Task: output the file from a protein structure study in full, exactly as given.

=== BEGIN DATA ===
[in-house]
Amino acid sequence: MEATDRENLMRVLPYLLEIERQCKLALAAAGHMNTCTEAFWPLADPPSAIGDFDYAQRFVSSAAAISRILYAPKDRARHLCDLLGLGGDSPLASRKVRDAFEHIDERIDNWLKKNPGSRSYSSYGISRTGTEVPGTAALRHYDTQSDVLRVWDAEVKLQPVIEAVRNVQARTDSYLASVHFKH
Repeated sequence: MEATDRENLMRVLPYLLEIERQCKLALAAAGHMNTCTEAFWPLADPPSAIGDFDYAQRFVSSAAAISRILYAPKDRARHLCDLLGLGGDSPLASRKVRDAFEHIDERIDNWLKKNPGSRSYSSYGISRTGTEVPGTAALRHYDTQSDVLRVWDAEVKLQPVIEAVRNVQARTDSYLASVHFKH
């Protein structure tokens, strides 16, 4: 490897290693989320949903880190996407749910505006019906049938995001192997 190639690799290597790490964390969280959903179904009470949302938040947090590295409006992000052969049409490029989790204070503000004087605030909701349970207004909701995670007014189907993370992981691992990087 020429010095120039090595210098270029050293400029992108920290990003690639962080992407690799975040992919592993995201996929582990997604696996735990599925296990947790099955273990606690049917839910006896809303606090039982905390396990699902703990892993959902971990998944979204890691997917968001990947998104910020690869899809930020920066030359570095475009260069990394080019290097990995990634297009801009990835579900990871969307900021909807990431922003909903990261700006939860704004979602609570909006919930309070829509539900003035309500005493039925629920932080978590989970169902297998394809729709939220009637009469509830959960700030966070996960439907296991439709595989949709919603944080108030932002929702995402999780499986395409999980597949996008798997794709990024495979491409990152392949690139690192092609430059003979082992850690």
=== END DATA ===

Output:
[in-house]
Amino acid sequence: MEATDRENLMRVLPYLLEIERQCKLALAAAGHMNTCTEAFWPLADPPSAIGDFDYAQRFVSSAAAISRILYAPKDRARHLCDLLGLGGDSPLASRKVRDAFEHIDERIDNWLKKNPGSRSYSSYGISRTGTEVPGTAALRHYDTQSDVLRVWDAEVKLQPVIEAVRNVQARTDSYLASVHFKH
Repeated sequence: MEATDRENLMRVLPYLLEIERQCKLALAAAGHMNTCTEAFWPLADPPSAIGDFDYAQRFVSSAAAISRILYAPKDRARHLCDLLGLGGDSPLASRKVRDAFEHIDERIDNWLKKNPGSRSYSSYGISRTGTEVPGTAALRHYDTQSDVLRVWDAEVKLQPVIEAVRNVQARTDSYLASVHFKH
């Protein structure tokens, strides 16, 4: 490897290693989320949903880190996407749910505006019906049938995001192997 190639690799290597790490964390969280959903179904009470949302938040947090590295409006992000052969049409490029989790204070503000004087605030909701349970207004909701995670007014189907993370992981691992990087 020429010095120039090595210098270029050293400029992108920290990003690639962080992407690799975040992919592993995201996929582990997604696996735990599925296990947790099955273990606690049917839910006896809303606090039982905390396990699902703990892993959902971990998944979204890691997917968001990947998104910020690869899809930020920066030359570095475009260069990394080019290097990995990634297009801009990835579900990871969307900021909807990431922003909903990261700006939860704004979602609570909006919930309070829509539900003035309500005493039925629920932080978590989970169902297998394809729709939220009637009469509830959960700030966070996960439907296991439709595989949709919603944080108030932002929702995402999780499986395409999980597949996008798997794709990024495979491409990152392949690139690192092609430059003979082992850690």